In some cases, for example, in cases of non-responsiveness or unacceptable performance, one processor may declare that another has failed. In one model, referred to an “bee watcher” approach, one processor can monitor another and declare the failure of the monitored processor if it fails to respond to a query, or fails to meet a pre-arranged schedule commitment. In another model, referred to as “breach of service contract” model, a client processor may declare that a server processor has failed when it no longer receives acceptable service (the server may be non-responsive or may respond too slowly). Upon failover, the designated standby or alternate processor must assume the failed processor's role. That is, it must load the applicable context information from the persistent store, prepare to continue viable calls, call services, and call features, or terminate unviable calls, call features, and call services. Loading contexts is necessary because there may be recoverable contexts in states that require termination and for which no external events may be expected.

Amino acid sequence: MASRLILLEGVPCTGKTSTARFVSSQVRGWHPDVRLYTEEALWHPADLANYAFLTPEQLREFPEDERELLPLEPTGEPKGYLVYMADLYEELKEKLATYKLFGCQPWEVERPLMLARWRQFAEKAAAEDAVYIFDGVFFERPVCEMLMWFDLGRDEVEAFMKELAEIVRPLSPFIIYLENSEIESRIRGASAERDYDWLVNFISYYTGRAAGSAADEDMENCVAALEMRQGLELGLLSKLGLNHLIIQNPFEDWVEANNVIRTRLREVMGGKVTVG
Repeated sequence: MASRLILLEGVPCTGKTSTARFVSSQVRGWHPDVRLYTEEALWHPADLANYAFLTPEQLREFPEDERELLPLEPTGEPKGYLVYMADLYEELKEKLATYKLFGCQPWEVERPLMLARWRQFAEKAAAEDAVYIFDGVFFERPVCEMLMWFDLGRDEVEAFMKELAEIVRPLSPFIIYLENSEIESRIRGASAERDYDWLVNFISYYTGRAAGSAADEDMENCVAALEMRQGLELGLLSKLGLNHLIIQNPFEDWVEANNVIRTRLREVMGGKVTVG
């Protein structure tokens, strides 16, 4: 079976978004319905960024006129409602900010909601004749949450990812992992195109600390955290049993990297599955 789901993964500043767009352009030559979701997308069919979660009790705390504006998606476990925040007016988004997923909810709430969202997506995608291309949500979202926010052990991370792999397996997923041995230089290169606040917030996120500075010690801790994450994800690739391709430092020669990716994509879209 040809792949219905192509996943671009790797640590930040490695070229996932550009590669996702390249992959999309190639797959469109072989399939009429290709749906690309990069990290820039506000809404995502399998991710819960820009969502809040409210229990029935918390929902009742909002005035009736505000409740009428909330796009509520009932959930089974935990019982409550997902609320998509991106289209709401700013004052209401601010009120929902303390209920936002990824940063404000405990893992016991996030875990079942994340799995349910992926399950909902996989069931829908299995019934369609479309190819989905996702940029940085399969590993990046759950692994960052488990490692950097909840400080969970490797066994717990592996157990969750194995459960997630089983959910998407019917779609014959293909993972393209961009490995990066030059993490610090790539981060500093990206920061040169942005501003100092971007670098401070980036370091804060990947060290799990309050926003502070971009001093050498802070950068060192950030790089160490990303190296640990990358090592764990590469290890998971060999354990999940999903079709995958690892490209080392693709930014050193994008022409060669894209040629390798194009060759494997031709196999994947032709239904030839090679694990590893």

The process of recovering contexts is preferably governed by a policy that recovers the most useful contexts first, and prioritizes response to external events, representing immediate service need, over recovery. The policy should also prevent a load spike that would degrade the processor's performance (recovery process should spread processor demand over time to prevent the recovery process from degrading system response to external events). The system has also the ability to recover a context from the persistent store upon an external event. The failover and recovery procedure also ensure that the failed processor does not inhibit service as it is restored to service.